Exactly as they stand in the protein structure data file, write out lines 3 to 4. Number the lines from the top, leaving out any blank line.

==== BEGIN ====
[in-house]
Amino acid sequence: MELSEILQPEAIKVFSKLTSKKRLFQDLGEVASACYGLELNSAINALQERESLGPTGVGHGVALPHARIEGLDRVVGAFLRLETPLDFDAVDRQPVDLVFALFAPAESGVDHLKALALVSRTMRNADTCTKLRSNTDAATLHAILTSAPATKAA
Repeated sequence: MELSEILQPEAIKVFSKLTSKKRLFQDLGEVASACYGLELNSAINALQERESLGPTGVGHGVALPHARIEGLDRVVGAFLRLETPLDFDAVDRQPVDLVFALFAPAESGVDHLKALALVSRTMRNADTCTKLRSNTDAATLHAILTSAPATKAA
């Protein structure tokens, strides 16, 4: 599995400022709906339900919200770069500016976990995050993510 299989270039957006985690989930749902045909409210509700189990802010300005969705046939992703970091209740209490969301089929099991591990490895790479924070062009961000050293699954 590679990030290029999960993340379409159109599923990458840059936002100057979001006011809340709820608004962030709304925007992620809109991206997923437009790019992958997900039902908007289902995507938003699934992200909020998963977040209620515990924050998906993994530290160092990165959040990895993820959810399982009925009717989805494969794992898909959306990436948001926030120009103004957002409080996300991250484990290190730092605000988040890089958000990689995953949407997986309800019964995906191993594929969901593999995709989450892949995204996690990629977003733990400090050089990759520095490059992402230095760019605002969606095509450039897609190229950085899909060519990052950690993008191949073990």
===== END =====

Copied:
Repeated sequence: MELSEILQPEAIKVFSKLTSKKRLFQDLGEVASACYGLELNSAINALQERESLGPTGVGHGVALPHARIEGLDRVVGAFLRLETPLDFDAVDRQPVDLVFALFAPAESGVDHLKALALVSRTMRNADTCTKLRSNTDAATLHAILTSAPATKAA
């Protein structure tokens, strides 16, 4: 599995400022709906339900919200770069500016976990995050993510 299989270039957006985690989930749902045909409210509700189990802010300005969705046939992703970091209740209490969301089929099991591990490895790479924070062009961000050293699954 590679990030290029999960993340379409159109599923990458840059936002100057979001006011809340709820608004962030709304925007992620809109991206997923437009790019992958997900039902908007289902995507938003699934992200909020998963977040209620515990924050998906993994530290160092990165959040990895993820959810399982009925009717989805494969794992898909959306990436948001926030120009103004957002409080996300991250484990290190730092605000988040890089958000990689995953949407997986309800019964995906191993594929969901593999995709989450892949995204996690990629977003733990400090050089990759520095490059992402230095760019605002969606095509450039897609190229950085899909060519990052950690993008191949073990």